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Old November 1st, 2006, 06:17 PM  
Glasgow
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Join Date: November 19, 2005
Location: Canada
Age: 24
Gender: Male
Default No clear cause found in teen's collapse, death

By Dana Borcea
The Hamilton Spectator
BURLINGTON (Nov 1, 2006)
Standing more than six feet tall, Nicholas Dana Baff towered over most of his classmates at Burlington Central High School.

Despite his stature, the junior team lineman wasn't always a threatening presence on the football field.

"If anything, his coaches said they needed to make him meaner," said school principal Tom Adams. "They called him the friendly giant."

Baff, 15, died suddenly Monday morning, moments after walking into his second-period class.

The Grade 10 student showed no signs of illness before collapsing.

A teacher and then paramedics tried to revive him, but he was pronounced dead upon arrival at Joseph Brant Memorial Hospital.

For now, his death will remain a mystery for grieving family, friends and school community.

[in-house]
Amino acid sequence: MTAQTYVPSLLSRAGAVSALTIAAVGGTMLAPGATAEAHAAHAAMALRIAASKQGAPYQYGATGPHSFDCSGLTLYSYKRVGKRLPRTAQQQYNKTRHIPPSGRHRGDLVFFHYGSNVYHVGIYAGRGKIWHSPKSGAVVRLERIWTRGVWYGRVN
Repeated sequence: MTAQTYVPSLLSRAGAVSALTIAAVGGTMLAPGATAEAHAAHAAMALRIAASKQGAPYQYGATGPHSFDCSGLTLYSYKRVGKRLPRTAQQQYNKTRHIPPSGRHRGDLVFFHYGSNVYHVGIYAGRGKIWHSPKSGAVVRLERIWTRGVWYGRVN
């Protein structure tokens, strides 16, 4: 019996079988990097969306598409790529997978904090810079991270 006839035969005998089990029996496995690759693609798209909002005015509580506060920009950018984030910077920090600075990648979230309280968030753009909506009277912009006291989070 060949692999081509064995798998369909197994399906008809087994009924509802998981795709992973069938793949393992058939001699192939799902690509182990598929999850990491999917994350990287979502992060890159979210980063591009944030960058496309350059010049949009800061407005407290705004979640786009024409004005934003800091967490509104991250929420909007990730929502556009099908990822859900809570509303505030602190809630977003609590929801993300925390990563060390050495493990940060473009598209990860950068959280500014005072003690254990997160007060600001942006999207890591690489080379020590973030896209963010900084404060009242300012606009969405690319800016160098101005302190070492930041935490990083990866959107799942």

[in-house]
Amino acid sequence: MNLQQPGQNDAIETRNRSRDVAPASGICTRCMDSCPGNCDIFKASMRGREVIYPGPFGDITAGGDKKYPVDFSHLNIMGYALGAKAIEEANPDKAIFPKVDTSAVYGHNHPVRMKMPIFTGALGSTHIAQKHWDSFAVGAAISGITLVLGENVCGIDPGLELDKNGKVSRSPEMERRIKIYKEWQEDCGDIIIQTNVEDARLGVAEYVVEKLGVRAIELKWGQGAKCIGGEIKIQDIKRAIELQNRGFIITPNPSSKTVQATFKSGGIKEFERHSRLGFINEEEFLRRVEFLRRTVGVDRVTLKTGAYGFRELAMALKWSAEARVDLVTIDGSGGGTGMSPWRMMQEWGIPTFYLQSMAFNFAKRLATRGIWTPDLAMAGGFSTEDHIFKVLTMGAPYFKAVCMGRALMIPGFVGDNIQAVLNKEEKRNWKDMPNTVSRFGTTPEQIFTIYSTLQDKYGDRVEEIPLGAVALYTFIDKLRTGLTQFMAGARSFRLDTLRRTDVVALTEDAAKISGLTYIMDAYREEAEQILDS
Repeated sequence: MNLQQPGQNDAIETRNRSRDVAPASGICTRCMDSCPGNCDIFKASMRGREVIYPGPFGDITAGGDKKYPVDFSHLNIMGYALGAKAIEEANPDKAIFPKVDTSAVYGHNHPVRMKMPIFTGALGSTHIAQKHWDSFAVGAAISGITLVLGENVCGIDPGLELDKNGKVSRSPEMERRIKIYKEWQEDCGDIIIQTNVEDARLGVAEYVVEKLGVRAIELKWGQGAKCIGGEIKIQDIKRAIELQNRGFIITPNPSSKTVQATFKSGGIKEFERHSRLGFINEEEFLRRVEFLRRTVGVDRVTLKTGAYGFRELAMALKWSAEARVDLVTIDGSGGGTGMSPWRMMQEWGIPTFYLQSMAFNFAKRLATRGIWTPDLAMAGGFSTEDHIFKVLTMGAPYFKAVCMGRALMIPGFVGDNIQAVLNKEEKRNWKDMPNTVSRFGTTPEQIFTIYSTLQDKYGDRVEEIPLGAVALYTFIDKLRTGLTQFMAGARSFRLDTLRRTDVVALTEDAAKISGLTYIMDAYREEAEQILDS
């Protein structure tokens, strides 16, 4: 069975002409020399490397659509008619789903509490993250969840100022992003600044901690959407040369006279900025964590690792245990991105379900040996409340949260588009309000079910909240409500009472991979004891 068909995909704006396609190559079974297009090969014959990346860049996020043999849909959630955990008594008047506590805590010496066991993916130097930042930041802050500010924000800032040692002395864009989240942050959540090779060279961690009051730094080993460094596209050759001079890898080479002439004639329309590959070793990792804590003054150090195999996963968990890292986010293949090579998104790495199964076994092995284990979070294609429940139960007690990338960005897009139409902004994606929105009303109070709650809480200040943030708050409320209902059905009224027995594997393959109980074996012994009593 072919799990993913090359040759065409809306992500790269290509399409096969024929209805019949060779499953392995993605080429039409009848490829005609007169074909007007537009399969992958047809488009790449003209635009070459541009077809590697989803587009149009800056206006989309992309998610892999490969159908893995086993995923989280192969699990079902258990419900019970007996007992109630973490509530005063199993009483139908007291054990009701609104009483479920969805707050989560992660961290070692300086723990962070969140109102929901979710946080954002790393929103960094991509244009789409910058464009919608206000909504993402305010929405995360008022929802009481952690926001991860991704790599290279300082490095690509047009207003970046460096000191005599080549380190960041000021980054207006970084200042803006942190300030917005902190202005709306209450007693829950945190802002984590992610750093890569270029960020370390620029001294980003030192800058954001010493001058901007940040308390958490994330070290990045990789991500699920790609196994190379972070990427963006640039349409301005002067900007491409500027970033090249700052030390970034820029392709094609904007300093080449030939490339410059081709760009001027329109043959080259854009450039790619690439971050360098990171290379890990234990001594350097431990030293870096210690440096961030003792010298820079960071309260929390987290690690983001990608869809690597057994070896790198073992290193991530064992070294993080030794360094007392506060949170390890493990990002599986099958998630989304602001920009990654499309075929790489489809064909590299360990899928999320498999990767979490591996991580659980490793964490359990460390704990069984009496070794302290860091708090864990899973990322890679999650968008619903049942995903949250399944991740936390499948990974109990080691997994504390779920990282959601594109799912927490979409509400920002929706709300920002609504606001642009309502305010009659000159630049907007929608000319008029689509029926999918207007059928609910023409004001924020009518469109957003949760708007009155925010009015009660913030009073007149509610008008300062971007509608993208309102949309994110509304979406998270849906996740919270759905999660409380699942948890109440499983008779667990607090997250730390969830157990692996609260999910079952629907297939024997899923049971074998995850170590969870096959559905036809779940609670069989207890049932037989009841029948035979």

Yesterday, an autopsy conducted at the Hamilton General failed to determine the cause of death.

Foul play and substance abuse have been ruled out, but it may be weeks or months before the coroner discovers what caused the natural death.

Family members said the Burlington teen had no known medical problems and that his death had come as a horrible shock.

"His life had barely even started," his grandfather Louis Baff said yesterday.

Learning the cause of death would help bring the family some closure, he added.

Social workers were at Burlington Central yesterday to continue providing support to grieving students and staff.

Baff's 12-year-old sister attends the same Baldwin Street school.

This will likely be the first brush with death for many of the students, said Adams.

"Kids aren't supposed to pass (away) when they're 15."

Items for a planned memorial for Baff were already pouring into the school office yesterday afternoon.

Among them were bouquets of flowers and several footballs signed by classmates and teammates.

Regional coroner Dr. David Eden said that sudden natural deaths among young people are rare, but regularly reported.

Eden, whose office is not overseeing the Baff investigation, added that a sudden interruption of heart rhythm and aneurysms are among the most common causes of deaths in such cases.

Some natural diseases, such as a malformation of the heart, often display no symptoms and offer no warning, he said.

"There are certain natural diseases for which the first symptom is sudden death."
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